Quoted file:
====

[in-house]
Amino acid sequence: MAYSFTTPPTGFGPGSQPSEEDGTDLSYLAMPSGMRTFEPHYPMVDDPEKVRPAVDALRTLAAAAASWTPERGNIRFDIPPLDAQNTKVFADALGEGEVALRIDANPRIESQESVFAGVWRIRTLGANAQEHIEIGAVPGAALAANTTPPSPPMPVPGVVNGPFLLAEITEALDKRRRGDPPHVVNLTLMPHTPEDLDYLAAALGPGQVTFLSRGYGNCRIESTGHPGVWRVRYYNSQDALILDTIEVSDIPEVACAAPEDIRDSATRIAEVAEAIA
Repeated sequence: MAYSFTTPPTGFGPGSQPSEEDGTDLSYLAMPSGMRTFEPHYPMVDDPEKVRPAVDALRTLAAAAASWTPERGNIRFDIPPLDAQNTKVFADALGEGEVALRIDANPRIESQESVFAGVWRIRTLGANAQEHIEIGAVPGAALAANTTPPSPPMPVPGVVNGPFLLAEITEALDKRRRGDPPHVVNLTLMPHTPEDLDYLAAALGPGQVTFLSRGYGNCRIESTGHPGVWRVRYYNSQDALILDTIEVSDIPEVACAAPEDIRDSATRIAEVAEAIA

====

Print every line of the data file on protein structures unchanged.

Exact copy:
[in-house]
Amino acid sequence: MAYSFTTPPTGFGPGSQPSEEDGTDLSYLAMPSGMRTFEPHYPMVDDPEKVRPAVDALRTLAAAAASWTPERGNIRFDIPPLDAQNTKVFADALGEGEVALRIDANPRIESQESVFAGVWRIRTLGANAQEHIEIGAVPGAALAANTTPPSPPMPVPGVVNGPFLLAEITEALDKRRRGDPPHVVNLTLMPHTPEDLDYLAAALGPGQVTFLSRGYGNCRIESTGHPGVWRVRYYNSQDALILDTIEVSDIPEVACAAPEDIRDSATRIAEVAEAIA
Repeated sequence: MAYSFTTPPTGFGPGSQPSEEDGTDLSYLAMPSGMRTFEPHYPMVDDPEKVRPAVDALRTLAAAAASWTPERGNIRFDIPPLDAQNTKVFADALGEGEVALRIDANPRIESQESVFAGVWRIRTLGANAQEHIEIGAVPGAALAANTTPPSPPMPVPGVVNGPFLLAEITEALDKRRRGDPPHVVNLTLMPHTPEDLDYLAAALGPGQVTFLSRGYGNCRIESTGHPGVWRVRYYNSQDALILDTIEVSDIPEVACAAPEDIRDSATRIAEVAEAIA